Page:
Stiff sentences over US salmonella outbreak
Three people convicted over a nationwide salmonella outbreak were sentenced Monday to tough sentences of up to 28 years in prison, the US Justice Department said.
Two ex-officials of and a broker for the Peanut Corporation of America (PCA) were jailed in Albany, in the US state of Georgia, for their roles in a conspiracy to defraud consumers about peanut health risks.
Expert evidence at their trial showed tainted food led to a salmonella outbreak in 2009. More than 700 reported cases of salmonella poisoning in 46 states resulted.
According to the Centers for Disease Control and Prevention (CDC), based on epidemiological projections, that number translates to more than 22,000 total cases—including nine deaths.
They sought to deceive "their customers by shipping salmonella-positive peanut products before the results of microbiological testing were received and falsifying microbiological test results," a justice department statement said.
Stewart Parnell, 61, the ex-owner and president of PCA, was sentenced to 336 months, or 28 years, in prison plus three years of supervised release.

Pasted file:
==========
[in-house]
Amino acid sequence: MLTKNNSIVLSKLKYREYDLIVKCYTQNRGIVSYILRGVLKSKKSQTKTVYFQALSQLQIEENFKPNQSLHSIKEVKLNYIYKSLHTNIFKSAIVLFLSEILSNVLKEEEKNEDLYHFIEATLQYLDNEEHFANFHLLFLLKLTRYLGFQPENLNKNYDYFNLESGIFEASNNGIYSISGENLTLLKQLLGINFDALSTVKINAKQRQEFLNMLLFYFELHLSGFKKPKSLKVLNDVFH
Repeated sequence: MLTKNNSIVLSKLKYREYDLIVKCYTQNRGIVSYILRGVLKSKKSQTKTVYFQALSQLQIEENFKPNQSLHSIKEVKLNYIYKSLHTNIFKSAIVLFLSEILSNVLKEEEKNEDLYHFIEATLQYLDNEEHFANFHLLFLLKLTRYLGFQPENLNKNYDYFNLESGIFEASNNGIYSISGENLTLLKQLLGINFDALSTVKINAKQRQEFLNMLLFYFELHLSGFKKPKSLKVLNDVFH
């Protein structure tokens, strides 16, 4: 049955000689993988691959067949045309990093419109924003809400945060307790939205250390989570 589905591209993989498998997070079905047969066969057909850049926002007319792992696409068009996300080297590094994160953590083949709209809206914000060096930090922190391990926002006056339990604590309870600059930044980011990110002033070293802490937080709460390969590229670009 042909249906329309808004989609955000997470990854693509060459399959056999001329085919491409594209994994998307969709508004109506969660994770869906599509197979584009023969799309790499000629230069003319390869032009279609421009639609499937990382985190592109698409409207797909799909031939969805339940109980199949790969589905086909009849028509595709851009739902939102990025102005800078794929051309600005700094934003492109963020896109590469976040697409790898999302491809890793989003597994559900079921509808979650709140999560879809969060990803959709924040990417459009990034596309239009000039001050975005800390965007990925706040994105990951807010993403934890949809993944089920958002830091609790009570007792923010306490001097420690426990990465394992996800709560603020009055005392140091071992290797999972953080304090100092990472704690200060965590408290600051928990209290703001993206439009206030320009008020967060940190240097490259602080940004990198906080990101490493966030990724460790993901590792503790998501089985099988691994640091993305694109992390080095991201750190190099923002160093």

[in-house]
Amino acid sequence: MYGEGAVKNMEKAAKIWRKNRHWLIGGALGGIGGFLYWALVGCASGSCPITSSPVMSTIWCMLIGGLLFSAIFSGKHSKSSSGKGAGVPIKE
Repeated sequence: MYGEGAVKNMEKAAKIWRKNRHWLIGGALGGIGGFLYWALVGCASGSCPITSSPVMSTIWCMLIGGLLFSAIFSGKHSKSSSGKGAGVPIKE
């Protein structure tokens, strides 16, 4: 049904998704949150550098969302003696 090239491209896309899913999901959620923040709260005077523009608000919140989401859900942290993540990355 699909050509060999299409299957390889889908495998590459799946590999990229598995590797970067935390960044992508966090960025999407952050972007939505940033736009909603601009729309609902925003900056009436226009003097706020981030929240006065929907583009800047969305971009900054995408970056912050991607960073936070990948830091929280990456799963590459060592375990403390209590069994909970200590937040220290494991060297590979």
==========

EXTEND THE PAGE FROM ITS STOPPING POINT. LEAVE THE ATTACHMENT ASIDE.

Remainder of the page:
Michael Parnell, 56, a food broker who worked on behalf of PCA and Stewart Parnell's brother, was sentenced to 20 years plus three years of supervised release.
Mary Wilkerson, 41, who held various positions at PCA's Blakely, Georgia plant, including receptionist, office manager and quality assurance manager, was sentenced to five years.
"Americans should be able to trust that the food we buy for ourselves and our families is safe," said Acting Associate Attorney General Stuart Delery.
"Today's sentencing sends a powerful message to officials in the food industry that they stand in a special position of trust with the American consumer, and those who put profit above the welfare of their customers and knowingly sell contaminated food will face serious consequences," said Principal Deputy Assistant Attorney General Benjamin Mizer, head of the Justice Department's Civil Division.
The Parnell brothers were convicted by a federal jury in September last year of multiple counts of conspiracy, mail and wire fraud and the sale of misbranded food, among other convictions.
© 2015 AFP